Walter Matheny II has the politeness and charm of a true Southern gentleman. It’s all “yes, ma’am” or “no, sir” from this native Louisianian. This courtesy extends to his professors and new alma mater, the University of Louisiana at Lafayette.
Walter completed his RN to BSN degree online from UL Lafayette in February, and he was so pleased with his experience and professors that he went above and beyond the typical course review process that concludes each class.
“I wanted to send a personal message above the reviews because teachers get reviews at the end of every class. You click a button here, you click a button there, but I just felt compelled to tell the teachers that they did a great job and that I felt that they were very invested in my learning,” he says.
Walter began his RN education at a university in north Louisiana right out of high school, but his life took some unexpected turns that required him to take some time away from school. He worked in a Louisiana oilfield for about a year before returning to that university. And even though he worked hard and retook many classes in which he maintained a GPA of 3.5, the school considered his full academic history and denied his entry into the necessary clinicals for the RN program.
During this time, Walter lost both of his parents. Having seen his father’s declining health, he became even more dedicated to becoming a nurse. So when the school suggested that maybe he wasn’t supposed to be a nurse and to “think about another career path,” he enrolled in a technical college where he finished at the top of his class to become an LPN.
Walter worked for a year as an LPN before giving that university another shot. He enrolled in their bridge program to become an RN and was successful in completing the program. He had always planned on completing his BSN degree, but at that time in his life, working was a higher priority.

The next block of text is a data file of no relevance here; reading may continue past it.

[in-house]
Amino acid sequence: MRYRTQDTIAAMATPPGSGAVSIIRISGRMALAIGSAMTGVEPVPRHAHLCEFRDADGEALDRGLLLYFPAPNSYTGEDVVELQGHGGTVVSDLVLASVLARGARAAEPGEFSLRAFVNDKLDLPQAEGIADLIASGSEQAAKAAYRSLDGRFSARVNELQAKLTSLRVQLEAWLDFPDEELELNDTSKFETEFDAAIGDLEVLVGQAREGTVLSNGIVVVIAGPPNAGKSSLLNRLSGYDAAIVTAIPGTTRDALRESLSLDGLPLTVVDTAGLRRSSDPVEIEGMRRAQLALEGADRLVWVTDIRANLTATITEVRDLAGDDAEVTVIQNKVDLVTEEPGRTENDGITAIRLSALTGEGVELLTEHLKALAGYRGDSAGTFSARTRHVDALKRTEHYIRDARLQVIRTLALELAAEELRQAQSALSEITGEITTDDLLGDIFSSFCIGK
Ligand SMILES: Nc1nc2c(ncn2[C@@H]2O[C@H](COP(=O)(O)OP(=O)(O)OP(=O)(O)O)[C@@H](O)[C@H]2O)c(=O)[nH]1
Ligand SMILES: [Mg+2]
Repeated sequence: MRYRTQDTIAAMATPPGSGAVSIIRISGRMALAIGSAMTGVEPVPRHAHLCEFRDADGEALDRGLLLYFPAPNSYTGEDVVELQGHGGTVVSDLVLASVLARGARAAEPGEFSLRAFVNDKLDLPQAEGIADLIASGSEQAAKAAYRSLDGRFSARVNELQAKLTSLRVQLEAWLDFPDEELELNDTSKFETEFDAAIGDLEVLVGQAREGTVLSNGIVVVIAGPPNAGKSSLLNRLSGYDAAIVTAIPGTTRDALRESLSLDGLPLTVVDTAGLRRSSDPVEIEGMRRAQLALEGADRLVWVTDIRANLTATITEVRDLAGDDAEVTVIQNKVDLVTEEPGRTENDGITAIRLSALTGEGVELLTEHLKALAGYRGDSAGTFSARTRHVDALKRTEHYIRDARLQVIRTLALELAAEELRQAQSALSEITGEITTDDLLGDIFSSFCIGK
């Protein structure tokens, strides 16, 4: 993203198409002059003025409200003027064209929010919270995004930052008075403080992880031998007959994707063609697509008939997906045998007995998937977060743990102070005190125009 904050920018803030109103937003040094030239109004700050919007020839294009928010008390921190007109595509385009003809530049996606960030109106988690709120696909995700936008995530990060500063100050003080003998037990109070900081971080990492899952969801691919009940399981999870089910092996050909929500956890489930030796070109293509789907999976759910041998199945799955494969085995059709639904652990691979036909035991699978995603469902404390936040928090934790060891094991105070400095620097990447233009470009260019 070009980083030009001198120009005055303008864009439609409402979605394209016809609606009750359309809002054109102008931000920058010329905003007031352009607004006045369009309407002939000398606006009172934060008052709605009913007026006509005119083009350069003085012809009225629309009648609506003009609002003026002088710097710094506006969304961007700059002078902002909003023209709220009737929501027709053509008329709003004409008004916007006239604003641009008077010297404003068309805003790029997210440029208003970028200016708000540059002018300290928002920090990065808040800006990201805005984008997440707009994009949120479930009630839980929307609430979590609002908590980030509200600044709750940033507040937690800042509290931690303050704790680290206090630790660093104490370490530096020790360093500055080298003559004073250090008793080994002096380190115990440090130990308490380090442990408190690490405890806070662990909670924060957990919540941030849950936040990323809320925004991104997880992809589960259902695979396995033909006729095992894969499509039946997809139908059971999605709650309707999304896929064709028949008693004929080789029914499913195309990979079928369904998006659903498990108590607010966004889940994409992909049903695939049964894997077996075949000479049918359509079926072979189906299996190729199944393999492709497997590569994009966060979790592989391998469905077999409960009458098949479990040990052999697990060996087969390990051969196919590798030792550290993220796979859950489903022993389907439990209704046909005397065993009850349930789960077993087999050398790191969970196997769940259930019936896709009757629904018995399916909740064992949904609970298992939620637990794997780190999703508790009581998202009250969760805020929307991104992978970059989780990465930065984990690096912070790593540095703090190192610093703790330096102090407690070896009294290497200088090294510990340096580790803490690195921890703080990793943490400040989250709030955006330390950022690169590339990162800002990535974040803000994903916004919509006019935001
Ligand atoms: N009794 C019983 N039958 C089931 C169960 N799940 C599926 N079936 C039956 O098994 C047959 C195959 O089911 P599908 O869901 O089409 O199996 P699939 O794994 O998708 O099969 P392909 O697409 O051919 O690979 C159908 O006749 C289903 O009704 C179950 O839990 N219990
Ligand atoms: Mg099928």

“I needed the money more than the education at that point,” he explains. “So once I had my RN license and a job lined out, I said, ‘Well, I’m going to work for a year or two then go back.’ Seven years later, you know, life happens. That’s the way it works sometimes.”
After the seven-year hiatus, Walter was ready to go to school to complete the BSN degree. He compared the programs from his alma mater and the UL Lafayette before making a decision. He works at the University Health of Shreveport hospital, and a few of his trusted colleagues there suggested he look into UL Lafayette’s online option.
“I compared the two programs, and UL ended up being about $4,000 cheaper and a lot quicker graduation time for the same degree,” he says.
In addition to the cost and completion time, Walter liked that the UL Lafayette program course work was 100 percent online. He says that the convenience of an online RN to BSN program was a driving factor in his decision.
“Because I worked nights, I did not have the option for classroom. So the convenience of online and being able to work at your own pace is why I wanted an online program,” he explains.
Despite seeking out an online RN to BSN program, Walter had some early apprehension about an online program, but weekly online videos and discussions quickly alleviated his concerns.
“Every week we have a video, so it seems like you have a class time. Every class has some kind of discussion forum that you do, but in the first part of the week, they explain those things to you. Those things really helped me out a lot,” he says. “The teachers feel more in touch, they feel closer to you because they’re always communicating with you.”